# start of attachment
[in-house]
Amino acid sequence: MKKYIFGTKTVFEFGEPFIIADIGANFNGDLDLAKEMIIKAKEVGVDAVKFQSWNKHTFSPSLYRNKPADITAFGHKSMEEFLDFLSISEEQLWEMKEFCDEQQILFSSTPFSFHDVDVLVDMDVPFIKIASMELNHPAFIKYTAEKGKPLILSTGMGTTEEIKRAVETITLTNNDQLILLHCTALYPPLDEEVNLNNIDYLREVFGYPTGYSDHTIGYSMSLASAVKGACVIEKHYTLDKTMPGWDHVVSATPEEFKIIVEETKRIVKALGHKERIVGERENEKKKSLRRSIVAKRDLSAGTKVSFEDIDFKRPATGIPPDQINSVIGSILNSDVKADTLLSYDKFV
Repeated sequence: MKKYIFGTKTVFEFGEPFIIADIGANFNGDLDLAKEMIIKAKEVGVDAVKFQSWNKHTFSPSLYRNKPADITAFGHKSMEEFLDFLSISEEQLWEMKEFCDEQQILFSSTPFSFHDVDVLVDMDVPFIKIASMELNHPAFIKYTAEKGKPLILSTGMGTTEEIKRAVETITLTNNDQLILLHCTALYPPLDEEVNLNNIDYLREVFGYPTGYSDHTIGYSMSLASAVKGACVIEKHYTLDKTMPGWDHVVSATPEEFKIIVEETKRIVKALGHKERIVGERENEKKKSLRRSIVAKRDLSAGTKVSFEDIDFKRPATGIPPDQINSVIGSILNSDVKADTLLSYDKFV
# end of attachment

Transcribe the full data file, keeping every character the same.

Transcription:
[in-house]
Amino acid sequence: MKKYIFGTKTVFEFGEPFIIADIGANFNGDLDLAKEMIIKAKEVGVDAVKFQSWNKHTFSPSLYRNKPADITAFGHKSMEEFLDFLSISEEQLWEMKEFCDEQQILFSSTPFSFHDVDVLVDMDVPFIKIASMELNHPAFIKYTAEKGKPLILSTGMGTTEEIKRAVETITLTNNDQLILLHCTALYPPLDEEVNLNNIDYLREVFGYPTGYSDHTIGYSMSLASAVKGACVIEKHYTLDKTMPGWDHVVSATPEEFKIIVEETKRIVKALGHKERIVGERENEKKKSLRRSIVAKRDLSAGTKVSFEDIDFKRPATGIPPDQINSVIGSILNSDVKADTLLSYDKFV
Repeated sequence: MKKYIFGTKTVFEFGEPFIIADIGANFNGDLDLAKEMIIKAKEVGVDAVKFQSWNKHTFSPSLYRNKPADITAFGHKSMEEFLDFLSISEEQLWEMKEFCDEQQILFSSTPFSFHDVDVLVDMDVPFIKIASMELNHPAFIKYTAEKGKPLILSTGMGTTEEIKRAVETITLTNNDQLILLHCTALYPPLDEEVNLNNIDYLREVFGYPTGYSDHTIGYSMSLASAVKGACVIEKHYTLDKTMPGWDHVVSATPEEFKIIVEETKRIVKALGHKERIVGERENEKKKSLRRSIVAKRDLSAGTKVSFEDIDFKRPATGIPPDQINSVIGSILNSDVKADTLLSYDKFV